national public health or safety, or any combination of those matters." For investment policy purposes,
this definition is narrower: “systems and assets, whether physical or virtual, so vital to the United
States that the incapacity or destruction of such systems and assets would have a debilitating impact
on national security."
Australia: “What is critical infrastructure?” Australian National Security accessed May 2007. (www.ag.gov.au/agd).
Canada: About Critical Infrastructure, Public Safety Canada accessed January 2008 (www.ps-sp.gc.ca).
Germany: Critical Infrastructure Protection in Germany. Federal Office for Information Security
Netherlands Report on Critical Infrastructure protection; Ministry of the Interior September 2005.
United Kingdom Home Office Security. Counter Terrorism Strategy: Protecting the Critical National Infrastructure
United States: Department of Homeland “National Infrastructure Protection Plan” (2006) (www.dhs.gov).
Edward Graham and David Marchick estimate that the sectors covered under the US definition of critical
infrastructure employ almost 25 per cent of the US non-agricultural workforce.
Table 2: Sectoral Coverage of Critical Infrastructure Plans
Sector Australia Canada Netherlands UK US EU
Energy (including x x x x x x
ICT x x x x x x
Finance x x x x x x
Health care x x x x x x
Food x x x x x x
Water x x x x x x
Transport x x x x x x
Safety Emergency Emergency Emergency
services x x services services x
Government x x x x x
Chemicals x x x x
Defence x x x x
Other sectors or Public commercial Space and
activities gatherings, Legal/ judicial facilities, research
national icons national facilities
Sources: Australia: “What is critical infrastructure?” Australian National Security (www.ag.gov.au/agd). Canada: About Critical
Infrastructure, Public Safety Canada (www.ps-sp.gc.ca); Netherlands: Report on Critical Infrastructure protection; Ministry of the
Interior 16/9/05; UK: Counter-terrorism strategy (www.security.homeoffice.gov.uk); United States: Department of Homeland “Security
Sector Specific Plans” (www.dhs.gov); Commission of the European Communities Green paper on a European Programmes for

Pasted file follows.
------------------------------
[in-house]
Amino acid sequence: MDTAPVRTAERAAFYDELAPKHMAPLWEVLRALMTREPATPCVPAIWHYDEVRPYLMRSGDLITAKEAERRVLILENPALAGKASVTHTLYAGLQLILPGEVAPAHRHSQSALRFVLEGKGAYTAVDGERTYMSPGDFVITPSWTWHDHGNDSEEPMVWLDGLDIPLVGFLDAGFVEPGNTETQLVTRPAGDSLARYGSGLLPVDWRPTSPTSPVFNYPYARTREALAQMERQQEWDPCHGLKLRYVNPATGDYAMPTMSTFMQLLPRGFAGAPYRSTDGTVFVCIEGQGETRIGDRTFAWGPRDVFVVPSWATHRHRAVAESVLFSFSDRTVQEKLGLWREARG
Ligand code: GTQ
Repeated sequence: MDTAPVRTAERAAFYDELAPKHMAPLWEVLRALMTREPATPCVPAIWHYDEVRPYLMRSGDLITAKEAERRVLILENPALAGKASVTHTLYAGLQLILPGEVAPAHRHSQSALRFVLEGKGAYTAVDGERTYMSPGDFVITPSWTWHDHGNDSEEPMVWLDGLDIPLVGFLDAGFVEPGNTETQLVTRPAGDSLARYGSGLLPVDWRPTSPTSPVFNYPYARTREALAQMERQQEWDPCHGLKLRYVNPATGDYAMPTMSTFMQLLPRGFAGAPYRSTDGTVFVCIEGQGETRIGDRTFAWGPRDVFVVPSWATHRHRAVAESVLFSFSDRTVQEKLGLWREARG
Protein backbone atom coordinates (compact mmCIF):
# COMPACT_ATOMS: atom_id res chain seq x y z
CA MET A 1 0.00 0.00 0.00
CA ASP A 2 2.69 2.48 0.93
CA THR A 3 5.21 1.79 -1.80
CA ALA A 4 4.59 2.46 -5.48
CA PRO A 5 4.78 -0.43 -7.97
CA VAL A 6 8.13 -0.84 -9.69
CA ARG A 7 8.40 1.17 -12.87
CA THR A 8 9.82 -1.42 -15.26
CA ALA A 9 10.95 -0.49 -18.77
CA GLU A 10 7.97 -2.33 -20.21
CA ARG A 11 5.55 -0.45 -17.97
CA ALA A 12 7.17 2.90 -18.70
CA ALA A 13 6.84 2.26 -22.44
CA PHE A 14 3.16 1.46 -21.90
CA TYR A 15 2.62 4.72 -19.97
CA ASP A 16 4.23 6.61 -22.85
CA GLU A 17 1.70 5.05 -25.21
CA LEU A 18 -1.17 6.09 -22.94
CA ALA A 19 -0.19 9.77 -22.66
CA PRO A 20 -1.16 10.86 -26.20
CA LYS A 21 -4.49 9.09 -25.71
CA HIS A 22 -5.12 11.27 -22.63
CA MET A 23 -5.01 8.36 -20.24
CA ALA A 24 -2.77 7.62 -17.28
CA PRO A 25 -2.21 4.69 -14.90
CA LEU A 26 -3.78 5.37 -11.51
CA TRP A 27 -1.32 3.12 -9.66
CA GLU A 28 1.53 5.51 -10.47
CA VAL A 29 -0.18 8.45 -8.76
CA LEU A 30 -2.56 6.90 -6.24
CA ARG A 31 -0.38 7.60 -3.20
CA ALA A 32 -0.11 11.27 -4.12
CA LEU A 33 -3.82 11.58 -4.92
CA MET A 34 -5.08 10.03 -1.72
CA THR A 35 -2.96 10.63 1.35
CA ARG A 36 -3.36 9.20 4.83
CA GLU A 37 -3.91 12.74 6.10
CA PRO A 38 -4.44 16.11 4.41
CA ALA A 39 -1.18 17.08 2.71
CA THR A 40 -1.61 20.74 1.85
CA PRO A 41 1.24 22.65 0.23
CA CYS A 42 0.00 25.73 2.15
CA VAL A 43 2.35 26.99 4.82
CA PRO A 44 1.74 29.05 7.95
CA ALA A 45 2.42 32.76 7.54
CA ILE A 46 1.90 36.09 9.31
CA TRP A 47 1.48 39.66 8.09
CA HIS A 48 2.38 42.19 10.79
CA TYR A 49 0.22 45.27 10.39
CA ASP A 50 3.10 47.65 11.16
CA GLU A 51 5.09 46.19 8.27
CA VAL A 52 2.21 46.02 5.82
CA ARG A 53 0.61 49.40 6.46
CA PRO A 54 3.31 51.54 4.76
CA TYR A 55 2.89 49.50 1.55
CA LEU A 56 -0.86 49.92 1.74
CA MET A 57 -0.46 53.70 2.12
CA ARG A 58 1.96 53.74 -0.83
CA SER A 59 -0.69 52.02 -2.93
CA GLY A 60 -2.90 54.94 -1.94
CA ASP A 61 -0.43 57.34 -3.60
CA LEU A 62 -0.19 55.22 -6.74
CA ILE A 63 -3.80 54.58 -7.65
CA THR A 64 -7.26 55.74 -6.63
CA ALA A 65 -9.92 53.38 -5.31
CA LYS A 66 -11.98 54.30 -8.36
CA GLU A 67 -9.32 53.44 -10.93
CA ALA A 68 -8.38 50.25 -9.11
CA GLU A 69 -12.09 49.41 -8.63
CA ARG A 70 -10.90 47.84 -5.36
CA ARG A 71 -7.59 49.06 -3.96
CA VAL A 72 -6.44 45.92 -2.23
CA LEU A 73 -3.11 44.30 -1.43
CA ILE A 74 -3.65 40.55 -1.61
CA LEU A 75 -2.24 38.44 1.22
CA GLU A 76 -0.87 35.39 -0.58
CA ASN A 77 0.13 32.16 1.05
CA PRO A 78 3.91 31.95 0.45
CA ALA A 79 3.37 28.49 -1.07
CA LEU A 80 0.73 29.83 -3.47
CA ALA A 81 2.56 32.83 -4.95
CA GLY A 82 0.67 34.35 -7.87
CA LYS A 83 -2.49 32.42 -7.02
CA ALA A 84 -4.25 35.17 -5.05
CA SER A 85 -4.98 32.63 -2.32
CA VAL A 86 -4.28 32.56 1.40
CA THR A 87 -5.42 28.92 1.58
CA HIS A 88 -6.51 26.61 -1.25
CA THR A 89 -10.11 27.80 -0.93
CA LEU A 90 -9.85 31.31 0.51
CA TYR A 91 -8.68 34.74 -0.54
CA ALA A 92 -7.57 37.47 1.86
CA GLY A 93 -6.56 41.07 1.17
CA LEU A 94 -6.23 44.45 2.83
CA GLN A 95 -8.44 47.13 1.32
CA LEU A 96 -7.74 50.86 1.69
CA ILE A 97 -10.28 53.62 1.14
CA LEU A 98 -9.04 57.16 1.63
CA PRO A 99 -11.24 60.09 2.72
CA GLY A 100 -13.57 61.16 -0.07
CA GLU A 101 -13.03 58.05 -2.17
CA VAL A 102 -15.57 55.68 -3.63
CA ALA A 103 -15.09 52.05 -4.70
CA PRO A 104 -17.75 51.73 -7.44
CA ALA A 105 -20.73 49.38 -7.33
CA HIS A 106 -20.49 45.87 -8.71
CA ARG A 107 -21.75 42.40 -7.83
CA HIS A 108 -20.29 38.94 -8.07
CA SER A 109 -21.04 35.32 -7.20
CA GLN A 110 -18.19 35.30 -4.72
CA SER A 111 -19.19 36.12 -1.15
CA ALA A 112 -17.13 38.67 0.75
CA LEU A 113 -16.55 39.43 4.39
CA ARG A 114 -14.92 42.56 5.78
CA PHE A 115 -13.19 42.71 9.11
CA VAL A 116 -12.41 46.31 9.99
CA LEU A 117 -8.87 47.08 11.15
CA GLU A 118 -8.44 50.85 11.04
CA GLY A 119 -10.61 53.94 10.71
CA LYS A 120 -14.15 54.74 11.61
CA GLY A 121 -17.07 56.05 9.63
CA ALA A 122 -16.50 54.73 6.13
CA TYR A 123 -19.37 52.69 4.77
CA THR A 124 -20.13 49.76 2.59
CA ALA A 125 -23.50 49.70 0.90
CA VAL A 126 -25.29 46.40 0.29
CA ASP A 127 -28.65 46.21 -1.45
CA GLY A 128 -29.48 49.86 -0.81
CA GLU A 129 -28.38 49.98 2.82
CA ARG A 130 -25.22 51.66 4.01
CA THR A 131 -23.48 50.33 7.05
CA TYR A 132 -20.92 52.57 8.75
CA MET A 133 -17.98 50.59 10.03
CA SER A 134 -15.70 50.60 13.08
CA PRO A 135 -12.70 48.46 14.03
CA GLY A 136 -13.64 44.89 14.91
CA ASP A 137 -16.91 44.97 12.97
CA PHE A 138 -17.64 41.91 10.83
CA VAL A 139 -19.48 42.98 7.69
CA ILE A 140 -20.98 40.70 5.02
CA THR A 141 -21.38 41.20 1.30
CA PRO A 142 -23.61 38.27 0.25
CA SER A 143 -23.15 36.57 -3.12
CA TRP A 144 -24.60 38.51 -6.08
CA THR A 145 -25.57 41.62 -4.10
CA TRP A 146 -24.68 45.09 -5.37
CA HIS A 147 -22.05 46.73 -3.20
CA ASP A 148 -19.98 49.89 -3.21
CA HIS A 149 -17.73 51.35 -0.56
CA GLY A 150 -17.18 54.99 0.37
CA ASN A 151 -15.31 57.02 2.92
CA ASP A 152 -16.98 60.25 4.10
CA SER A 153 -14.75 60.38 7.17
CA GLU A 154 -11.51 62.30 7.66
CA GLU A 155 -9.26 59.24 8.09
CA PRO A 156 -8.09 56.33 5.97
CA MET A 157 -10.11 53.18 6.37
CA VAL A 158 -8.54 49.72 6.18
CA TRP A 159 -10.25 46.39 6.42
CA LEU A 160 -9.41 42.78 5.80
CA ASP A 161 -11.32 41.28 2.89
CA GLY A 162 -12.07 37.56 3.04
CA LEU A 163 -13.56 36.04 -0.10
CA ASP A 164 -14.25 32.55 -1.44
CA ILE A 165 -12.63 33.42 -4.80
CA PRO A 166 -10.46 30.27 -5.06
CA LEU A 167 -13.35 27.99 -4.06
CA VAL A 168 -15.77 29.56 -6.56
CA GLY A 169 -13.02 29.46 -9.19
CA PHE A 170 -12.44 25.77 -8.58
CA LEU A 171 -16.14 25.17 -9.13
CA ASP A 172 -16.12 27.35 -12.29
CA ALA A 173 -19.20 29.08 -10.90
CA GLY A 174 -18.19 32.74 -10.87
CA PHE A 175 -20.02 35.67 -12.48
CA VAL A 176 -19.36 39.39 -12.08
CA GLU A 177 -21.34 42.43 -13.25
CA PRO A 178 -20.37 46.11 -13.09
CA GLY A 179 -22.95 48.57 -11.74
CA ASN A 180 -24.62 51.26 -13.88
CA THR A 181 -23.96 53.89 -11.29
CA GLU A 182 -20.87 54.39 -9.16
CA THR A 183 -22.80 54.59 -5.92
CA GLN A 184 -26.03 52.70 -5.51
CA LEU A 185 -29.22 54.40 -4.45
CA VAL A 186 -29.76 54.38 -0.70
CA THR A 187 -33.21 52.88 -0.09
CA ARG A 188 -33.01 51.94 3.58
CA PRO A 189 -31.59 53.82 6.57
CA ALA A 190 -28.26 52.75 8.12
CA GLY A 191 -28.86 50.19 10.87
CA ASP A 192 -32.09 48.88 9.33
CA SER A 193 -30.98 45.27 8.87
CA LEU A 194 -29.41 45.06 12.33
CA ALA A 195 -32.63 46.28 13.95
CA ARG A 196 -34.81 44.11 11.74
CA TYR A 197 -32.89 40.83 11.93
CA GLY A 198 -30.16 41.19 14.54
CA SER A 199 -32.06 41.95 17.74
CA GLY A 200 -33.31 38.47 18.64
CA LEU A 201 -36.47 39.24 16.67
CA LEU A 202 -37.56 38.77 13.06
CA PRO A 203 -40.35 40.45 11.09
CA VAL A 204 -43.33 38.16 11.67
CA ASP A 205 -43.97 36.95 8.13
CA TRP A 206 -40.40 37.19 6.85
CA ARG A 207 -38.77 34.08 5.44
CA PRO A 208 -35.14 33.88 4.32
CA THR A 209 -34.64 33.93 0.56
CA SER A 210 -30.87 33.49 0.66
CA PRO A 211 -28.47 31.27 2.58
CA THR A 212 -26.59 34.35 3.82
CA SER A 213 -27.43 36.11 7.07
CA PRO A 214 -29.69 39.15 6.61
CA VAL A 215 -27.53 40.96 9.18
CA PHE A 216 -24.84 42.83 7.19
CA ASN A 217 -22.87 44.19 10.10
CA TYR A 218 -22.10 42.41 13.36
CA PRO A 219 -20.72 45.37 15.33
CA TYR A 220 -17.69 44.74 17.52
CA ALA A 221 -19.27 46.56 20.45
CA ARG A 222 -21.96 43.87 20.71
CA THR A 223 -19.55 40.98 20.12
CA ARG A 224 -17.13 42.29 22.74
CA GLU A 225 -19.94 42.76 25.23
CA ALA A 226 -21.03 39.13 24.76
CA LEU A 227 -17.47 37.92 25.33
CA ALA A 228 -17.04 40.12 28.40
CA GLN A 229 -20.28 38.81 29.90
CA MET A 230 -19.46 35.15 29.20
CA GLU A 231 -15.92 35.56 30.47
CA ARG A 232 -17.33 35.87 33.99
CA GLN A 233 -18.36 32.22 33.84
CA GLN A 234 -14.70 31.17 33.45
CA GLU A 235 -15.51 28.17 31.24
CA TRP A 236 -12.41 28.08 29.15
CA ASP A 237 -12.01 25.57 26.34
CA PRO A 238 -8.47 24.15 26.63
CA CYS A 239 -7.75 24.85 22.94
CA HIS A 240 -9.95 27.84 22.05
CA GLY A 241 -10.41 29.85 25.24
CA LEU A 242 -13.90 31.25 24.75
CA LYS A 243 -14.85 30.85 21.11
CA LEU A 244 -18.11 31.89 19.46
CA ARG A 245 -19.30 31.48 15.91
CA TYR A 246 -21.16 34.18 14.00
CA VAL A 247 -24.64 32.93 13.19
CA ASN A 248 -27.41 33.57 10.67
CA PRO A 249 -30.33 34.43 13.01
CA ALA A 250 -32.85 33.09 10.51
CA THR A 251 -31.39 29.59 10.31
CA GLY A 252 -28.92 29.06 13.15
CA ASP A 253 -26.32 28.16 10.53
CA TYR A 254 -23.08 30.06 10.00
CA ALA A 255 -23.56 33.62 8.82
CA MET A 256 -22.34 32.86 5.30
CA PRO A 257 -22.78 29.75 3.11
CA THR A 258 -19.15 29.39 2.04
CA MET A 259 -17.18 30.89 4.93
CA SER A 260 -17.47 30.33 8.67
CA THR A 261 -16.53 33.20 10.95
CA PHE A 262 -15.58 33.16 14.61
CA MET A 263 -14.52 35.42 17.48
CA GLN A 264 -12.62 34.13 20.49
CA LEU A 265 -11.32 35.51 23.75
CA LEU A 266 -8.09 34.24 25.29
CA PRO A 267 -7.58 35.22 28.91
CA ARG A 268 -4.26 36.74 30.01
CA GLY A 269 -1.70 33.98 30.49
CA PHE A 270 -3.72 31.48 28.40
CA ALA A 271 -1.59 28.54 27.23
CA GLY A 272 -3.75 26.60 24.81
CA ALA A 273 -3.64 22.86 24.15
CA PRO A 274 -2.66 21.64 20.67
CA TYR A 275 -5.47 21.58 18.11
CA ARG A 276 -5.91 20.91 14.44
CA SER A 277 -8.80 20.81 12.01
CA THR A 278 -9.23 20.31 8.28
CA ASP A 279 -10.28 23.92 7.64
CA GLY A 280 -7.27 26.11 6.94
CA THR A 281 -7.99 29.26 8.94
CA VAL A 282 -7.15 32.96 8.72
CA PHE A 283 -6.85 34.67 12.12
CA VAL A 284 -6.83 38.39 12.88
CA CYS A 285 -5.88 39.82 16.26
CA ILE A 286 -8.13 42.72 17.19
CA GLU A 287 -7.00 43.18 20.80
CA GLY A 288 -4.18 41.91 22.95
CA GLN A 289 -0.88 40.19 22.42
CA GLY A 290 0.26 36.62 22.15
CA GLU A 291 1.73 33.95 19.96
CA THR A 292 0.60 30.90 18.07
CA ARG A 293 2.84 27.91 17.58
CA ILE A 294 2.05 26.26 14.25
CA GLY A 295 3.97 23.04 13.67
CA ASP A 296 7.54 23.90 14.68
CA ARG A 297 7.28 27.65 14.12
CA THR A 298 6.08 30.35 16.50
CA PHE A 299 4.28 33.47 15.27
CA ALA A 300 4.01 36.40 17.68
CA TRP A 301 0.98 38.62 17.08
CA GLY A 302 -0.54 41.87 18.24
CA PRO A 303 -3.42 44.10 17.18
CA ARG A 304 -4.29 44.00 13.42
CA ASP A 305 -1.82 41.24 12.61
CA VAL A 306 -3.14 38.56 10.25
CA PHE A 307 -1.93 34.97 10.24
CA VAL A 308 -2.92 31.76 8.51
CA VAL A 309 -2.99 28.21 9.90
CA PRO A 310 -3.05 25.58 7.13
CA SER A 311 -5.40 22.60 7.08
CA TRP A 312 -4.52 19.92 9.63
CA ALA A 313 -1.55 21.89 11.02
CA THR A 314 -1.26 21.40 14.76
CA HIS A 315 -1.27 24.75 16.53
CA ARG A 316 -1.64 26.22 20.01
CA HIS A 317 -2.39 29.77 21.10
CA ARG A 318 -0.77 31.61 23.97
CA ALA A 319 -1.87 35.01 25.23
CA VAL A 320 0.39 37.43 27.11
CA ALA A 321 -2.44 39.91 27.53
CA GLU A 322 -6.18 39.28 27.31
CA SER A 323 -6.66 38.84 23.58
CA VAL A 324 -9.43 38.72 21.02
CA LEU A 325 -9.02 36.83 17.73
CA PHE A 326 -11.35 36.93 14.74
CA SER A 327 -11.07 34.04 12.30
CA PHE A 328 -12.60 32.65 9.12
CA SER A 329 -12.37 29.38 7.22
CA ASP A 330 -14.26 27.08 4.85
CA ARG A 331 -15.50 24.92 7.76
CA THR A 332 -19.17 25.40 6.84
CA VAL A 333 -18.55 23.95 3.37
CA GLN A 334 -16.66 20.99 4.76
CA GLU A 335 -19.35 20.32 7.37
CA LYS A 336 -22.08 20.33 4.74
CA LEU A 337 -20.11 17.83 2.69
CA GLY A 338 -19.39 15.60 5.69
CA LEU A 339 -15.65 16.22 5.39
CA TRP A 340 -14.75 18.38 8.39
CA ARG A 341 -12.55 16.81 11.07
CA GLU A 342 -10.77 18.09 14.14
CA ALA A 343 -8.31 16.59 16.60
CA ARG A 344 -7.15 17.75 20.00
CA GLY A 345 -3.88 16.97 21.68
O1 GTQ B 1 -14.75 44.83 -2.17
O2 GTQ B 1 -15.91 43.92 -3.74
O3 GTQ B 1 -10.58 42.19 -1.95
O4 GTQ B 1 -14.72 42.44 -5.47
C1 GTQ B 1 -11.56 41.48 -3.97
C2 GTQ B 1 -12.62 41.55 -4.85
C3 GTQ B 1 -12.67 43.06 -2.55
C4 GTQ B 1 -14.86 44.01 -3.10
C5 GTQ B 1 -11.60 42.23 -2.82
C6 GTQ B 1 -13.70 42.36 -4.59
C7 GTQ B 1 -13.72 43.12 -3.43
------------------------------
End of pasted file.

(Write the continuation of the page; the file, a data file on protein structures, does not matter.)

Critical Infrastructure Protection COM(2005)576.
In summary, this section shows that, in the context of national strategies for critical infrastructure
protection, definitions of critical infrastructure tend to be broad. The definitions of “critical” refer to
infrastructure whose disruption or destruction would cause catastrophic and far-reaching damage.
“Infrastructure” refers to physical and intangible assets and to production systems and networks. The
sectoral coverage of the programmes tends to be very wide.
III. General policy frameworks for the protection of critical infrastructure
All of the government programmes studied adopt a risk management approach to critical infrastructure
protection. Risk management helps governments to identify key security assets, assess risks and establishes
strategies and priorities for mitigating these risks. Generally, the risk management strategy involves
measures to be taken in the following areas: prevention, preparedness, response and recovery
arrangements. Private operators of critical infrastructure facilities will generally play an important role in
all of these activities. The governments whose critical infrastructure strategies were studied tend to take an
“all hazards approach”: that is, they consider threats to critical infrastructure that originate from natural
disasters, from accidents or deliberate attacks. However, while governments have plans, it will be shown
below that the role of discriminatory investment policy is always relatively narrow – that is, it is either
non-existent or addressed to a much narrower range of risks than those covered by the overall
infrastructure protection strategy.
Inter-dependence is a major challenge for risk management in critical infrastructure. This is because
economies and societies rely on interdependent and inter-connected infrastructure systems. This gives rise
inter alia to a phenomenon known as “cascading events” – that is, once one disruption occurs, others are
likely to follow within systems and processes that are connected to the infrastructure affected by the initial
disruption. The Canadian government describes one such episode:
… during the 1998 Ice Storm, large segments of rural and urban communities were in the
dark and without heat. Traffic and street lights were out. Banking and government services